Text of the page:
If you watch the updates from your favourite fitness influencers, it’s easy to think they’ve got insane levels of willpower to get up at 5am or work out six days a week.
But willpower actually plays a very minor role in committing to health – you really only need it to get started. After that, it’s all about habits to make your health choices a no-brainer.
“Willpower is short-term, whereas habits are long-term,” accredited practising dietitian Melanie McGrice, tells 9Honey Coach.
“Sometimes we need willpower to create the initial change of routine or habits – it’s what motivates us to go and see a dietitian or put those new practices in place. But we can’t rely on willpower.”
Executive coach Lyndall Mitchell tells 9Honey Coach that the easiest shortcut to the life you want is setting up habits that take the thinking out of doing.
“Our brains love habits as they are automated and take little effort,” says Mitchell, author of Restore: 20 Self Care Rituals To Reclaim Your Energy.
“The key to creating good habits is to do them often so you start a consistent routine – then you are relying on the habit forming, as opposed to the limited resources of willpower that we all have.”
Mitchell says that most super-healthy people have simple, repeatable, maintainable habits that they do each day/week/month without much thought, let alone willpower.
“It can help to write a ‘habit list’ of your positive and your negative habits, then start working through how you can build a habit to replace your negative habits,” she says.
“Great habits are created by doing simple, easy things every day – it’s those 1 percenters that add up over time.”
So if you are a sucker for some chocolate in front of the TV each night, McGrice says a helpful new habit might be to go for a walk after dinner to short-circuit the unhelpful habit.
“It will get you out of the house and out of the environment,” she says.
Within a couple of weeks, you might notice that the chocolate cravings have disappeared.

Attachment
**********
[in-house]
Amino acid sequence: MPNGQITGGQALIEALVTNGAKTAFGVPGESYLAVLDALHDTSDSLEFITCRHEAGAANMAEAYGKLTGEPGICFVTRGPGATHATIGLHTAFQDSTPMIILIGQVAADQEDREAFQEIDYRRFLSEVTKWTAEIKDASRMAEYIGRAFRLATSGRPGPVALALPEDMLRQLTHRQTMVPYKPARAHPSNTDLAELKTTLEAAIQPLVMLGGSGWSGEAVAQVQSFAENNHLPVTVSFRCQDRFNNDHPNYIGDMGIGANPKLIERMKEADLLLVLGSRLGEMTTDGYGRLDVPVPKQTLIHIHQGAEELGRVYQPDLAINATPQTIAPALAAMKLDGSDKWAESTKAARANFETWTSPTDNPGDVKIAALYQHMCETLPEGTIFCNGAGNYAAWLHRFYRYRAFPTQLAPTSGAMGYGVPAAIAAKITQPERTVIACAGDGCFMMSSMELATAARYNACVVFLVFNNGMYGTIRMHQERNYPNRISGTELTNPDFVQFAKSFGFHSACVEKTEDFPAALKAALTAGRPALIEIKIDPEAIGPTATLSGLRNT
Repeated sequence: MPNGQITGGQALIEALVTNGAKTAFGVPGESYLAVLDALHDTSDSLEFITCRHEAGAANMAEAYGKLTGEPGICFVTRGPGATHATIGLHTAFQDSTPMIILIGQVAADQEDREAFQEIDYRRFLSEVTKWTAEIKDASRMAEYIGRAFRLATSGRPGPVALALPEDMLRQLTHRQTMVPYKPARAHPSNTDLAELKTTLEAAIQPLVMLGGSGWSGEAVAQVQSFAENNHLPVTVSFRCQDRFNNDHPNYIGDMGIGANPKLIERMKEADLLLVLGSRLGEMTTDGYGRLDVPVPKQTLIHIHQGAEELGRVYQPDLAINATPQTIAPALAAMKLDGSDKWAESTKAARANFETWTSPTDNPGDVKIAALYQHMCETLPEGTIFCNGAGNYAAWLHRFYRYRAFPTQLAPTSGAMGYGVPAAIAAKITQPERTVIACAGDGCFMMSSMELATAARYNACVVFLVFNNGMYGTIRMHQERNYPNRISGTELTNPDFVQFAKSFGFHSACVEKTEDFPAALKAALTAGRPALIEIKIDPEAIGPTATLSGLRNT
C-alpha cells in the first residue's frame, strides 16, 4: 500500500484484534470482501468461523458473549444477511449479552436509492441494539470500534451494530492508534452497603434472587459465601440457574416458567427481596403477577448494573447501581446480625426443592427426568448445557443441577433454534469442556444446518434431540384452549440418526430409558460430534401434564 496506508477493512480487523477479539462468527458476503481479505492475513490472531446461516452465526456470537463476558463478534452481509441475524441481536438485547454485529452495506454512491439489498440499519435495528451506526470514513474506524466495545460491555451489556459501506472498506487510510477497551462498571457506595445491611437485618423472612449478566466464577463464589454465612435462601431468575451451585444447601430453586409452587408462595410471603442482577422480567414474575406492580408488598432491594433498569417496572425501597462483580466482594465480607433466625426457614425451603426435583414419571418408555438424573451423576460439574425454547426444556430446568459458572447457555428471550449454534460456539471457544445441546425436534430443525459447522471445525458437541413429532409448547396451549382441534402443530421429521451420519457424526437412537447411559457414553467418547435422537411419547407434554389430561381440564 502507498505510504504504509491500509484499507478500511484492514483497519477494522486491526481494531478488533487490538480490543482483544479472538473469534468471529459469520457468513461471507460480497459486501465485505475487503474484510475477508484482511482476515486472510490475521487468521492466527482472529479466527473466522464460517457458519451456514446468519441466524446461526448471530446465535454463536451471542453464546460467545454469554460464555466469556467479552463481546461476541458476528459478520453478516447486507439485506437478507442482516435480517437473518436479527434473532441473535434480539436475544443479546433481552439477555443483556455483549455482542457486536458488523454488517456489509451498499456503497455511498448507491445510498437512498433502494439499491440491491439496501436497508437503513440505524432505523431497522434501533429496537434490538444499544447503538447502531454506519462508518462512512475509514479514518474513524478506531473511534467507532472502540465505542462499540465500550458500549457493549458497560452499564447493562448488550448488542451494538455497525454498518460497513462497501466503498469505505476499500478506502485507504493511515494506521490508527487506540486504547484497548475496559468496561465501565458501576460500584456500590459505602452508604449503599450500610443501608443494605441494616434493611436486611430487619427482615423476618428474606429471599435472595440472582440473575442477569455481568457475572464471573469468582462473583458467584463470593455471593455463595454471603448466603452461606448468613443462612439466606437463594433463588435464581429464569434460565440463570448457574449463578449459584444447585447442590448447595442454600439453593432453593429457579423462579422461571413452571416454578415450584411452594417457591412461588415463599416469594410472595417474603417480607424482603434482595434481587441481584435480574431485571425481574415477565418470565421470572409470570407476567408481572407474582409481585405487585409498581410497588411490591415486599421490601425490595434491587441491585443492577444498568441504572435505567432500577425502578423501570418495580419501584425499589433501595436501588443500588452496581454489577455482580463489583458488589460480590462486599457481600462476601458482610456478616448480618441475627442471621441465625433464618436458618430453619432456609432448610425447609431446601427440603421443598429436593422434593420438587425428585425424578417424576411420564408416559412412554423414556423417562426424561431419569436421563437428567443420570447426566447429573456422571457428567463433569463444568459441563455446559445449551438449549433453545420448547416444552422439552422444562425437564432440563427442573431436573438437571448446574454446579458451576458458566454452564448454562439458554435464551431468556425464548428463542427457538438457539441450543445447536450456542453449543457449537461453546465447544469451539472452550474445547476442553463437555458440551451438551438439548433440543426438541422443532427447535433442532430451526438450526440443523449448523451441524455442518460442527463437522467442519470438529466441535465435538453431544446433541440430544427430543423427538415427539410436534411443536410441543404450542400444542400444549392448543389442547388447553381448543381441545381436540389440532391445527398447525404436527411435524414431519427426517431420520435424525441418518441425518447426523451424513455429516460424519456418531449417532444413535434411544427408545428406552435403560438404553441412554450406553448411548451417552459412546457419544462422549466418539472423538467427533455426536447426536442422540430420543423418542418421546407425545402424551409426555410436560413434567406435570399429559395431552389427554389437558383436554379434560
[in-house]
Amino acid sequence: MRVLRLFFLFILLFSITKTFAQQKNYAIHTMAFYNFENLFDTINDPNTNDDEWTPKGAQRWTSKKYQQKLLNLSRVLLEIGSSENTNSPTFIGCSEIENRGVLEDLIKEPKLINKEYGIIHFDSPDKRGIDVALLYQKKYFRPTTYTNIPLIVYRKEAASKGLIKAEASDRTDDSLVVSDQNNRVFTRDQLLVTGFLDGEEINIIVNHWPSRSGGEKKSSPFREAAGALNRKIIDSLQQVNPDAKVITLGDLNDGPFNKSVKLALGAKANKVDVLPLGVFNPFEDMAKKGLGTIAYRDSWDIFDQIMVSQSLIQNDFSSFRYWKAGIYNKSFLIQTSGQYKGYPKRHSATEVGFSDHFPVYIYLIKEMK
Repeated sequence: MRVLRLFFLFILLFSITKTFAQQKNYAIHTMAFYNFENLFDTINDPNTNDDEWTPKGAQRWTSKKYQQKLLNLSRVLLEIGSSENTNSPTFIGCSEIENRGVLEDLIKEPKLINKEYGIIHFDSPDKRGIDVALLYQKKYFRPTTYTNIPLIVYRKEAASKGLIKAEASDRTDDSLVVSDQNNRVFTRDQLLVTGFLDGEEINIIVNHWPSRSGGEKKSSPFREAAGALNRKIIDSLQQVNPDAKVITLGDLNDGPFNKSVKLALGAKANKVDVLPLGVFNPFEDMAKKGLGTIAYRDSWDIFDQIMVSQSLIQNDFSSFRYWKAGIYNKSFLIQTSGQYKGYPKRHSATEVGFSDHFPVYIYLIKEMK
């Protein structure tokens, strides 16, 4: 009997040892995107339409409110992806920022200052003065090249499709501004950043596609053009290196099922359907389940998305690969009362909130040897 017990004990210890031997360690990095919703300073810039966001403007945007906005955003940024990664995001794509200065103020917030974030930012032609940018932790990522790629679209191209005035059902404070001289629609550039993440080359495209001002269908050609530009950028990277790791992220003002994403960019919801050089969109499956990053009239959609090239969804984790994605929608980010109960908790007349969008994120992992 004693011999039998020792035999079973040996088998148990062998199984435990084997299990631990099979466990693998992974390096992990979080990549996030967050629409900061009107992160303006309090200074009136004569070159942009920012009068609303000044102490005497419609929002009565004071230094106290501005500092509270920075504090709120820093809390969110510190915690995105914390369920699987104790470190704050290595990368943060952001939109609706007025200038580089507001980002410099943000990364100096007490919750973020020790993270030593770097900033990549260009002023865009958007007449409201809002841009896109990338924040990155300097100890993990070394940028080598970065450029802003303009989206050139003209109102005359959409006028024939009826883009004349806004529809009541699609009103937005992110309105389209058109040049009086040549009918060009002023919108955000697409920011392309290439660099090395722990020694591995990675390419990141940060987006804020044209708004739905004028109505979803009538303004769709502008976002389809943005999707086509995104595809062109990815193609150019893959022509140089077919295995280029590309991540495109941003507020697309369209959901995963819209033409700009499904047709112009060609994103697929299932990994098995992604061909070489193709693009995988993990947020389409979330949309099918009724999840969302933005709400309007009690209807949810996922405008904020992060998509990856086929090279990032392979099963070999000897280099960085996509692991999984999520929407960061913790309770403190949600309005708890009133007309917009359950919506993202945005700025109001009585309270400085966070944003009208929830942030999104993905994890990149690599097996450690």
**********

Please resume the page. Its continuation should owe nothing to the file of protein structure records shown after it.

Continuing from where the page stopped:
“When you’ve done an activity more than 10 times, that’s when the new neural pathway starts to form,” McGrice explains.
“The more times you repeat a series of activities, the deeper and deeper the connection or ‘pathway’ becomes.”
Mitchell says our self-regulation is strongest in the morning so if you are struggling to make lasting health changes, try think of simple things you could add to the first part of your day.
“If you find it difficult to exercise, doing your exercise at the start of the day will be easier for you, because your self-regulation lessens as the day progresses,” she explains.
“That’s why we don’t eat chocolate for breakfast. However at 3pm when your energy is lagging, the chocolate may be much harder to resist.”
If you want to set up lasting habits, Mitchell suggests setting up cues that prompt the habit – it might be putting your gym clothes out the night before, or buying the ingredients needed for some delicious wholesome meals.
Then you need to set up a routine – it could be your alarm going off to prompt you to get up to go for a walk, or it could be starting meal prep and cooking as soon as you walk in the door after work.
The final step is the reward, something Mitchell says most people mistakenly omit.
“If the habit doesn’t have a reward, the habit is harder to build – our brains need an intentional reward in order to want to remember the habit,” she says.
“It may be the coffee you get after you have exercised, or getting to walk two blocks [after a run]. The reward is the step most people forget and then it becomes harder to build the habit.”
It’s best to start with the smallest habit changes then slowly build from there, rather than overhauling your whole life overnight and expecting willpower to help you maintain the change — because there’s a good chance you’ll be back to your old ways before you know it.
“We really need to set ourselves up for great habits that will create long-term change,” McGrice says.
“We have to automate most of our decision-making process to create long-term change.”